"We see Indian demand growth slowing ... due to the recent currency demonetization drive by the Indian government," said Suresh Sivanandam, the consultancy's Singapore-based senior manager of Asia Pacific refining research.

    Prime Minister Narendra Modi's currency crackdown has led to a cash crunch that has severely hurt India's overall output and consumer demand, with December factory activity contracting in its biggest monthly decline in eight years and last month's car sales dropping the most in 16 years.

    India's growth in both diesel consumption - used mainly for heavy industrial vehicles - and gasoline burned to power cars, is expected to slow, especially in the first quarter, traders and analysts told Reuters.

    And while this will dent refining margins for diesel, it is not expected to be enough to undercut a strong 2017 profit outlook for the fuel across Asia this year.

    "The cash crunch ... is dampening growth in agricultural and other small-to-medium scale sectors, which are heavily cash-reliant," said Sri Paravaikkarasu, head of East of Suez Oil at energy consultants FGE.

    "It will easily take three to six months for the dust to settle," she said, although long-term prospects remain strong, with spending on infrastructure projects and a resumption in economic growth and freight shipments supporting diesel.

    Diesel demand is expected to grow only 2 percent in the first quarter of 2017 compared with a year ago, less than half of the 5 percent growth rate seen in the first 10 months of 2016, said Tushar Tarun Bansal, director of Singapore-based consultancy Ivy Global.

    Actual oil demand growth may be lower than projected, though, cautioned an Indian refiner source, as consumers have been stocking fuel to take advantage of an exception given to old 500 and 1,000-rupee notes for purchases of diesel and gasoline at retail pumps.

    Attached Files
    Back to Top

    Make Marcellus Drilling Better – by Using a Math Formula?!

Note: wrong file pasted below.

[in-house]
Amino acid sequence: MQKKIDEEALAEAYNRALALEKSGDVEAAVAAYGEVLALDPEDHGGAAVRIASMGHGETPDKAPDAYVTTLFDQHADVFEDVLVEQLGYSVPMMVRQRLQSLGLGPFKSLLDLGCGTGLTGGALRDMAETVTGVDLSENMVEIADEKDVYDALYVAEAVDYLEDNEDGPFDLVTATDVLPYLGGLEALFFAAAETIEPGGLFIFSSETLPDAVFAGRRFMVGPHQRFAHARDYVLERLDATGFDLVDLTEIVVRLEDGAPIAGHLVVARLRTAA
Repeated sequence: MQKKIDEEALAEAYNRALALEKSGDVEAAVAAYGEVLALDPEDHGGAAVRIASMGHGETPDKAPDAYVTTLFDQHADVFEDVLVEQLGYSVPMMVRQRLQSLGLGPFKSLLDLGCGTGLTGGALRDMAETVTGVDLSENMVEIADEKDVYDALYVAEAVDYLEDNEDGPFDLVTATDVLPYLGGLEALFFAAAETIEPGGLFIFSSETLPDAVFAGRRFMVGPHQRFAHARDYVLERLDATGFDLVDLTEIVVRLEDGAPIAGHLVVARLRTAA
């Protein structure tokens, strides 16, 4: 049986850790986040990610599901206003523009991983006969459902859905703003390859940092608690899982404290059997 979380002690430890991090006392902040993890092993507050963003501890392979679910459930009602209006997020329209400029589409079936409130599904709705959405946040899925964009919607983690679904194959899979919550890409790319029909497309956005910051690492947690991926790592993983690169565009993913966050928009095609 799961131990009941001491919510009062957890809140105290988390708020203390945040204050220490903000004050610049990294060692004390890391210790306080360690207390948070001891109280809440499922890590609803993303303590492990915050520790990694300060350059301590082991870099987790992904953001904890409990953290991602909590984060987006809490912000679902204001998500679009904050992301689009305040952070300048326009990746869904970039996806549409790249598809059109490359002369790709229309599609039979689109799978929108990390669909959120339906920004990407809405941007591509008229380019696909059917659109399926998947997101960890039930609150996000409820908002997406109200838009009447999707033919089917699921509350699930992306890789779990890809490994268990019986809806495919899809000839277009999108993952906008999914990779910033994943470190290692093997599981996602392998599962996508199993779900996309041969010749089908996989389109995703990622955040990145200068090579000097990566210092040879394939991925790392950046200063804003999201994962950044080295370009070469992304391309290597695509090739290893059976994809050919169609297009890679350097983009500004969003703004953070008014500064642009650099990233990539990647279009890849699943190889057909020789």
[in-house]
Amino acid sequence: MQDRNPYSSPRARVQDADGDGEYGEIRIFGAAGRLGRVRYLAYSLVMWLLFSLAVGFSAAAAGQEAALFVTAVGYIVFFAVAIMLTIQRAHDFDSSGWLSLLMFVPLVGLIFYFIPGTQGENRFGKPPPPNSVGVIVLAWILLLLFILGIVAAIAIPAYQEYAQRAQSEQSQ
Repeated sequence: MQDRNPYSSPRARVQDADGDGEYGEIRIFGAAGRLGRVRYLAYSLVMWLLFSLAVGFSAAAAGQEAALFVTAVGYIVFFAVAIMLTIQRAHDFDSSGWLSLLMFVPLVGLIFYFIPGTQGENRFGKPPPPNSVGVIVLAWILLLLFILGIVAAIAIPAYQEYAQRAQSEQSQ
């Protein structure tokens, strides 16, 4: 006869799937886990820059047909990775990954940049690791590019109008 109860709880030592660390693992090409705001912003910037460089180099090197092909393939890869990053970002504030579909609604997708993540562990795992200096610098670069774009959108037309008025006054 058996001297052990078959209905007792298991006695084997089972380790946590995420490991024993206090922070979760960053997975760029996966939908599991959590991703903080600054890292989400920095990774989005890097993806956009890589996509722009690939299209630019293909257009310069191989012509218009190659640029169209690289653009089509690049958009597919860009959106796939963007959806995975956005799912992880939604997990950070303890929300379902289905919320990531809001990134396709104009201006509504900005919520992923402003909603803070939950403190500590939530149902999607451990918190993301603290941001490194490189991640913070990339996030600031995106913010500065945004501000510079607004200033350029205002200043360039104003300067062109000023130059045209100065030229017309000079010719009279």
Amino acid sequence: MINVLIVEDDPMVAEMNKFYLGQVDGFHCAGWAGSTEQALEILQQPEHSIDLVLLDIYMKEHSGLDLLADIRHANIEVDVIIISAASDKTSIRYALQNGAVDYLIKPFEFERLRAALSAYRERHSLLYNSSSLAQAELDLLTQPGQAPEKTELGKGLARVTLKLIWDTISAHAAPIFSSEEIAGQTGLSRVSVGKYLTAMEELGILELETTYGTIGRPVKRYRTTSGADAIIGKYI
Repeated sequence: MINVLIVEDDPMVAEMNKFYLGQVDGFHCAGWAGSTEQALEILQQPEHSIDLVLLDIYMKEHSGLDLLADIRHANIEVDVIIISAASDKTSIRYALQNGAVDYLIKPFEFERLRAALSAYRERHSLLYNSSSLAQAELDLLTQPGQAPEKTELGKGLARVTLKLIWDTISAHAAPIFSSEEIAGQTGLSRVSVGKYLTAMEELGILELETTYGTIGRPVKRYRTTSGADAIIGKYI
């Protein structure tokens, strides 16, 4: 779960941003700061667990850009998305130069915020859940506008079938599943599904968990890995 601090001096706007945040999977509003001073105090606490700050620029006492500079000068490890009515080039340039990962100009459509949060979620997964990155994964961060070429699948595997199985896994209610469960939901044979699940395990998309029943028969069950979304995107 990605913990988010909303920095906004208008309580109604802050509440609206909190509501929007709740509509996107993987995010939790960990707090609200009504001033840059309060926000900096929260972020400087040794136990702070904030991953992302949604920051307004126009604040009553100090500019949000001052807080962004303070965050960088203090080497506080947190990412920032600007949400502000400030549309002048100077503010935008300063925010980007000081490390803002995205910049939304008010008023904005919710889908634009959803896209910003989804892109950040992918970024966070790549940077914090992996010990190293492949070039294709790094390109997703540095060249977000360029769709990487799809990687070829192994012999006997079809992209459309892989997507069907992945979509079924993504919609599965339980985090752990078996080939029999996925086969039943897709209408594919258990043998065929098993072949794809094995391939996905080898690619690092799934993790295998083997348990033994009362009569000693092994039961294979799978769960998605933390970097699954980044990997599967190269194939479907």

Can you actually use a mathematical formula to figure out better ways to plan how to drill shale gas wells? It turns out the answer to that question is a resounding, “Yes!”

    A chemical engineering professor at Carnegie Mellon University, along with several Ph.D. students have, working with EQT, pioneered research that figured out how to turn 14,000 water truck trips to a well site into 1,400 trips–an “order of magnitude” difference.

    That is a big deal in the drilling industry. Using mathematical formulas–something called “mixed-integer optimization”–Professor Ignacio Grossmann and the other researchers tackled how to make processes in the shale gas industry more efficient.

    They published a paper in the AIChE Journal in 2016 titled, “Strategic Planning, Design and Development of the Shale Gas Supply Chain Network”.

    The paper “presents a mixed-integer nonlinear programming (MINLP) model to optimally determine the number of wells to drill at every location, the size of gas processing plants, the section and length of pipelines for gathering raw gas and delivering processed gas and by-products, the power of gas compressors, and the amount of freshwater required from reservoirs for drilling and hydraulic fracturing so as to maximize the economics of the project.”

    Er, right. As you can tell, it’s complex. But it’s also very interesting and relevant for drillers and others in the industry.
    Back to Top

    EIA ups 2017 Henry Hub spot price estimate

    The U.S. Energy Information Administration raised its forecast for 2017 Henry Hub natural gas spot prices.

    In its latest Short-Term Energy Outlook, the agency said Henry Hub gas prices would average $3.55/MMBtu in 2017, up from an average of $2.51/MMBtu in 2016.

    These estimates are up 28 cents and 2 cents, respectively, from forecasts in EIA’s December short-term outlook.

    “Higher average prices in 2017 reflect price increases in the second half of 2016 because of a hot summer and declining production, which reduced the inventory excess compared with the previous five-year average,” EIA said.

    EIA also reduced its forecast for U.S. dry natural gas production in 2017 to 73.78 billion cubic feet per day, up slightly from 72.4 Bcf/d in 2016.